Magellanic Clouds over Chile

Astronomy Picture of the Day

Discover the cosmos! Each day a different image or photograph of our fascinating universe is featured, along with a brief explanation written by a professional astronomer.

2023 February 11
See Explanation.  Clicking on the picture will download
the highest resolution version available.

Magellanic Clouds over Chile
Image Credit & Copyright: Felipe Mac Auliffe López

Explanation: The two prominent clouds in this Chilean Atacama Desert skyscape captured on January 21 actually lie beyond our Milky Way galaxy. Known as the Large and the Small Magellanic Clouds they are so named for the 16th century Portuguese explorer Ferdinand Magellan, leader of the first circumnavigation of planet Earth. Famous jewels of southern hemisphere skies, they are the brightest satellite galaxies of the Milky Way. The larger cloud is some 160,000 light-years, and the smaller 210,000 light-years distant. While both are irregular dwarf galaxies in their own right, they exhibit central barred structures in the deep wide-angle view. Wide and deep exposures also reveal faint dusty galactic cirrus nebulae and the imprints of gravitational tidal interactions between the Large and Small Magellanic Clouds.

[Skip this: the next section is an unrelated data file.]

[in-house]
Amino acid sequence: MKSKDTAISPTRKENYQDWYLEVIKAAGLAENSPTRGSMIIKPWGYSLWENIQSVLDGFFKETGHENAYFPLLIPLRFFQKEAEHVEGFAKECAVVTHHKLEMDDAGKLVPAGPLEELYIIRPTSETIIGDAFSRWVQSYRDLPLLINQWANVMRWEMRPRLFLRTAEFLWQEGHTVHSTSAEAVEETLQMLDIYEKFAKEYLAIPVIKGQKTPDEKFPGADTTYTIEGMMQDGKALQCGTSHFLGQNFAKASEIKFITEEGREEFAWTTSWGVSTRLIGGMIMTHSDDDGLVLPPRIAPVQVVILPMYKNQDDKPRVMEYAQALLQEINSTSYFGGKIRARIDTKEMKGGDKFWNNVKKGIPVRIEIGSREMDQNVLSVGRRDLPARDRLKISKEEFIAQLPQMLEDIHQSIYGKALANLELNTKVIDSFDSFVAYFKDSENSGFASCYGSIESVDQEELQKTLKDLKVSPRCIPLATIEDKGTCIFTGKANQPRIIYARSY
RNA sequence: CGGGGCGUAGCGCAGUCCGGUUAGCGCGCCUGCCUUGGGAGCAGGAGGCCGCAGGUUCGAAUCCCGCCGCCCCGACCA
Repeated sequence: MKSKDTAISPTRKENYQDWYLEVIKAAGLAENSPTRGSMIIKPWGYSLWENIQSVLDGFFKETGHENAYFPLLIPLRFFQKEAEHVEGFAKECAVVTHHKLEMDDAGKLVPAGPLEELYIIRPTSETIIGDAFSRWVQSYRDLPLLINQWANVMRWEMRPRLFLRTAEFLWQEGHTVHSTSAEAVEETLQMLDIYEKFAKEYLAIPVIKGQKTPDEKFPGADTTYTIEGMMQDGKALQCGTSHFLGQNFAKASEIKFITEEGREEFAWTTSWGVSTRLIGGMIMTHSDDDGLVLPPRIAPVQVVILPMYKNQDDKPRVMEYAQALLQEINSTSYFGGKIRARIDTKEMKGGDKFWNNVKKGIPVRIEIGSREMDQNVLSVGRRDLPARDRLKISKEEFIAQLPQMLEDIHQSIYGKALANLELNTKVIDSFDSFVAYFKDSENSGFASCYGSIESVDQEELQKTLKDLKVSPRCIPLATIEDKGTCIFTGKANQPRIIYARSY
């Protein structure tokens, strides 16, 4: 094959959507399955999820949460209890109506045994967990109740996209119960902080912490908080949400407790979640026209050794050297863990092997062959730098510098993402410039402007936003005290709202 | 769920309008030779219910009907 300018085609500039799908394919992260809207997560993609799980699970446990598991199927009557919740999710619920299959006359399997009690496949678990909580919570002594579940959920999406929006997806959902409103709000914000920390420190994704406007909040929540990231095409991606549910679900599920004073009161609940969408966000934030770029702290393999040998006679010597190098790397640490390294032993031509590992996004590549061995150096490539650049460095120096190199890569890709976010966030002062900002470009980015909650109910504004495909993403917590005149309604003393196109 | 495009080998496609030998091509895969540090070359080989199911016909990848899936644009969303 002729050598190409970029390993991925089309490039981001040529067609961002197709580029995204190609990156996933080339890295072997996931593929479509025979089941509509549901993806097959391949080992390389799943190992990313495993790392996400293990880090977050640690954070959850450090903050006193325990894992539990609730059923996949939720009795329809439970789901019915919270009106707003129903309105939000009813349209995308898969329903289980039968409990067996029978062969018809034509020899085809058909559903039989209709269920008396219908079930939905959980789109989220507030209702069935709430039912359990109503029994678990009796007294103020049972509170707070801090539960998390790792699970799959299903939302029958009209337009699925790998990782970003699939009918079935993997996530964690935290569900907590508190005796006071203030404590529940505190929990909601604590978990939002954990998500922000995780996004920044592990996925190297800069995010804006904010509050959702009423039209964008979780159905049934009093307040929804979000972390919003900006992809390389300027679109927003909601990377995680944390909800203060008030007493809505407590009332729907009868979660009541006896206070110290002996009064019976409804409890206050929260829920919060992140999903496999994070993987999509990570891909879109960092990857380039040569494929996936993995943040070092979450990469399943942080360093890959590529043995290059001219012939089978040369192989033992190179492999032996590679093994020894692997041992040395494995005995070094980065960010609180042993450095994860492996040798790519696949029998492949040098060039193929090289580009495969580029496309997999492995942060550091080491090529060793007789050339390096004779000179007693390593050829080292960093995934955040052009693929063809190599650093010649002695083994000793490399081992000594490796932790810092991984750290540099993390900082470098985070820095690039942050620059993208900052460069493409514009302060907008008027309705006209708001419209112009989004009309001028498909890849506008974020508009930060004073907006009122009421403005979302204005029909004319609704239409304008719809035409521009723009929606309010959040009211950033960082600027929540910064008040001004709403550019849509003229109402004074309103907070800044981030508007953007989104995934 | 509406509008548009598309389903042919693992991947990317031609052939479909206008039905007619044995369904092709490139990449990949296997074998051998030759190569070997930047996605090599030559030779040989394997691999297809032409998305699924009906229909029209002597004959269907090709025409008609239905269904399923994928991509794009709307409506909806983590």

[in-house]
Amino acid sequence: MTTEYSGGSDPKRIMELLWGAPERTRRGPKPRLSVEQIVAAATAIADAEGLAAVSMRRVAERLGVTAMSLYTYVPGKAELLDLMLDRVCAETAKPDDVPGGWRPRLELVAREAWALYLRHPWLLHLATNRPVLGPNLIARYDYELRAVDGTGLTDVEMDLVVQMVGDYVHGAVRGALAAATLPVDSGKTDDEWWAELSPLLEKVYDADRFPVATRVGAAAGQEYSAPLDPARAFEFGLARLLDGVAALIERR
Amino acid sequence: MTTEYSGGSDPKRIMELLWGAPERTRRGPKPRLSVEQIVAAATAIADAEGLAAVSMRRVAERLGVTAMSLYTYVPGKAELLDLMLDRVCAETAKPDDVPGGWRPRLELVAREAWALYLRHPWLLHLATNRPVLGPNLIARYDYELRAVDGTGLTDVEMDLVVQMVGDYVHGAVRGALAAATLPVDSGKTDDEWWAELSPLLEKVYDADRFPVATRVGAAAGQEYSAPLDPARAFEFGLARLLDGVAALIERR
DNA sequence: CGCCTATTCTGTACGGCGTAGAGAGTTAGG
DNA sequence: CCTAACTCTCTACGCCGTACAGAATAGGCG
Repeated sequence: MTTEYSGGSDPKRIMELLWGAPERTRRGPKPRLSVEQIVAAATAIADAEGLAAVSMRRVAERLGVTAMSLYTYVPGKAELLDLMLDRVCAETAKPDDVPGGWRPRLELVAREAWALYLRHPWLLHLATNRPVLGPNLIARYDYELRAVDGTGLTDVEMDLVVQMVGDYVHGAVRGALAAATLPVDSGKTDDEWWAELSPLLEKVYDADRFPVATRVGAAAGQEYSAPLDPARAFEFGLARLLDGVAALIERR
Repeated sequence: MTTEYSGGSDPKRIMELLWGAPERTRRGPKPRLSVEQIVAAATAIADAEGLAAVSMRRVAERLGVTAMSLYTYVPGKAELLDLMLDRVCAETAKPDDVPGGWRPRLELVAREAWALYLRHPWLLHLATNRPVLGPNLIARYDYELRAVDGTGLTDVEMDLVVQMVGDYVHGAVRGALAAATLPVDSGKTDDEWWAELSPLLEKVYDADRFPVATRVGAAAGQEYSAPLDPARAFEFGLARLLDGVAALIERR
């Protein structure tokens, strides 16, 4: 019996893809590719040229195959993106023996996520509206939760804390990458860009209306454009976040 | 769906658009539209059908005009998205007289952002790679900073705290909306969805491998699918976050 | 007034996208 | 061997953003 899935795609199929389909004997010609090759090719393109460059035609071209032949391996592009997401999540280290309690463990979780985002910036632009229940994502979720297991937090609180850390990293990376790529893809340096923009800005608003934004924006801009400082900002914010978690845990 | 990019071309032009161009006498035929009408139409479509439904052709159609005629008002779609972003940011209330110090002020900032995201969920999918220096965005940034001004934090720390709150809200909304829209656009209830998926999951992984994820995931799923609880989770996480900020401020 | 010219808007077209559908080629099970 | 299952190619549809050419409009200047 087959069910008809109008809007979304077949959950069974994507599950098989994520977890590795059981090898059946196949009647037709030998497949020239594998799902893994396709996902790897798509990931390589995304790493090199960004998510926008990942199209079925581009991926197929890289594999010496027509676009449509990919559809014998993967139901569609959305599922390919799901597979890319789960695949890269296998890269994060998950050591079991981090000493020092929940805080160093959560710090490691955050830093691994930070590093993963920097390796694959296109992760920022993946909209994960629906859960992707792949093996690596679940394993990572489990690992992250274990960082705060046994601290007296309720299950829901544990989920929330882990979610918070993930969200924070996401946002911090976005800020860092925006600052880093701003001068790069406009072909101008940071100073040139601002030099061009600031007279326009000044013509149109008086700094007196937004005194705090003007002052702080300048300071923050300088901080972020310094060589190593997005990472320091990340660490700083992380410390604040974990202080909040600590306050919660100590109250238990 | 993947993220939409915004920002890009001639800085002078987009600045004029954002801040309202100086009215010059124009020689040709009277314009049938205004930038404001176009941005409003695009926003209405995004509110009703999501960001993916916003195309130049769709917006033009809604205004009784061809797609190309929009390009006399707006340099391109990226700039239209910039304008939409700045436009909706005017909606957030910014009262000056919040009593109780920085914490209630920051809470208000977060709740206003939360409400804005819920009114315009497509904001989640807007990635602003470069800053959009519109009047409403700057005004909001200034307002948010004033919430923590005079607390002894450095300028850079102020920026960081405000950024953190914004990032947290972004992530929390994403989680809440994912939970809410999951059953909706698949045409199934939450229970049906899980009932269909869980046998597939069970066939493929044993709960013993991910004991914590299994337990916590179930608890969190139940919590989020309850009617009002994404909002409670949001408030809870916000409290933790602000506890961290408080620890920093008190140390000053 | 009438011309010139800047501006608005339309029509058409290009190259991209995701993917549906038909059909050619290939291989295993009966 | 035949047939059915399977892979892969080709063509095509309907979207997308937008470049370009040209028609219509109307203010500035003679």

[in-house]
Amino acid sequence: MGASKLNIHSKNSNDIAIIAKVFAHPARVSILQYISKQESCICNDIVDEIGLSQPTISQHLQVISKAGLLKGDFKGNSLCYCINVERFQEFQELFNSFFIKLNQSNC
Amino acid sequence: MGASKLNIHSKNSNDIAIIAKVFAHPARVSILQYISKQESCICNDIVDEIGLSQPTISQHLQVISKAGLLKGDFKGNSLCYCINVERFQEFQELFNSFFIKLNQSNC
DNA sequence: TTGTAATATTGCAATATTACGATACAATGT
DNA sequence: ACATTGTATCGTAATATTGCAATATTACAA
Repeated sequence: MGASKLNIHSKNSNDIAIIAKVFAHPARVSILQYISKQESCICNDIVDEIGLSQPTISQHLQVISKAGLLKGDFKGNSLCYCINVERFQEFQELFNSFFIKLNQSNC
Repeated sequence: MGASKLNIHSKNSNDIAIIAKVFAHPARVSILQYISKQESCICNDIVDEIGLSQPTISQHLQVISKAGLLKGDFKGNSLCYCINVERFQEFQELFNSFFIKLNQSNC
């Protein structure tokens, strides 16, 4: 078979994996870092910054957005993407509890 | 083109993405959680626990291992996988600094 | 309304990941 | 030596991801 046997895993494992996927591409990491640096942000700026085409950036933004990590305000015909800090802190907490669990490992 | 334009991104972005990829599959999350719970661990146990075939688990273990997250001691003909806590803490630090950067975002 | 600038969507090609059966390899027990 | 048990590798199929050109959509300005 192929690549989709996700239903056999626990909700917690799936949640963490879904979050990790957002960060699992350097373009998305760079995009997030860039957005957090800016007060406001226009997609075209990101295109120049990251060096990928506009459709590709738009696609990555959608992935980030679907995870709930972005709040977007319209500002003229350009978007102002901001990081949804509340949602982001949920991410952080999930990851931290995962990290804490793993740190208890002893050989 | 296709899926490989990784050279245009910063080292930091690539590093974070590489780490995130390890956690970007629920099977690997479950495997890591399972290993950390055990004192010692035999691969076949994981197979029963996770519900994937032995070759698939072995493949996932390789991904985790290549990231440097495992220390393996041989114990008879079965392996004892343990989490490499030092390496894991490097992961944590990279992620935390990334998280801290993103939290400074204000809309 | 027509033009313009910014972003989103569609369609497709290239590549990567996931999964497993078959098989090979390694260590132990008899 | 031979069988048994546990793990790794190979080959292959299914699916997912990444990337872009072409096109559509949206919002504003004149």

Tomorrow's picture: another cloudy day < | Archive | Submissions | Index | Search | Calendar | RSS | Education | About APOD | Discuss | >

Authors & editors: Robert Nemiroff (MTU) & Jerry Bonnell (UMCP)
NASA Official: Phillip Newman Specific rights apply.
NASA Web Privacy Policy and Important Notices
A service of: ASD at NASA / GSFC,
NASA Science Activation
& Michigan Tech. U.

Stay Informed

When you subscribe to the blog, we will send you an e-mail when there are new updates on the site so you wouldn't miss them.

The Hydra Cluster of Galaxies
Nacreous Clouds over Lapland